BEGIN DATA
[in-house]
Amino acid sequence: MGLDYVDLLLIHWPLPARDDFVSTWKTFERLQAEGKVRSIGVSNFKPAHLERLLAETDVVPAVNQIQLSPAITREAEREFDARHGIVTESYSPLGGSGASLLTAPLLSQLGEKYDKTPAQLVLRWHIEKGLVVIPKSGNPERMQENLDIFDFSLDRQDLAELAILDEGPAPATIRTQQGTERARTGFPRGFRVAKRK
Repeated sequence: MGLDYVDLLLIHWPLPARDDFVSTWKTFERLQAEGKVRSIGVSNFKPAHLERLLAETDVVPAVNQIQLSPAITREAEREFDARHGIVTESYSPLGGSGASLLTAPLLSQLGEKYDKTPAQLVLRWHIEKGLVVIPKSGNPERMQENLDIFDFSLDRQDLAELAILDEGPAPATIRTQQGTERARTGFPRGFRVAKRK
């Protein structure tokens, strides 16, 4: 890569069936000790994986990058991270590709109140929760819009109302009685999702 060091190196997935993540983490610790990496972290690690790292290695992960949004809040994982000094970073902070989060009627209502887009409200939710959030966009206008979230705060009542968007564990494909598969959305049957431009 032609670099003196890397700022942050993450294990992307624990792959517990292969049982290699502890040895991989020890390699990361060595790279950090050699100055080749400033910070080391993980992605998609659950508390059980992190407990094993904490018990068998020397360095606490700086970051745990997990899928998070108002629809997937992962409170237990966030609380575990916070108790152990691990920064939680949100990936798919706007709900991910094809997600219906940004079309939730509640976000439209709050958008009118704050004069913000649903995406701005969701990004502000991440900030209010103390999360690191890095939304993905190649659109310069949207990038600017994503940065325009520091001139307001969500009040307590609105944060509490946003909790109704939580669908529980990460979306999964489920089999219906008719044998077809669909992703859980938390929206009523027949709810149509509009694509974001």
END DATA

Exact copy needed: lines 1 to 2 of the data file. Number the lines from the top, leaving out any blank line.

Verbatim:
[in-house]
Amino acid sequence: MGLDYVDLLLIHWPLPARDDFVSTWKTFERLQAEGKVRSIGVSNFKPAHLERLLAETDVVPAVNQIQLSPAITREAEREFDARHGIVTESYSPLGGSGASLLTAPLLSQLGEKYDKTPAQLVLRWHIEKGLVVIPKSGNPERMQENLDIFDFSLDRQDLAELAILDEGPAPATIRTQQGTERARTGFPRGFRVAKRK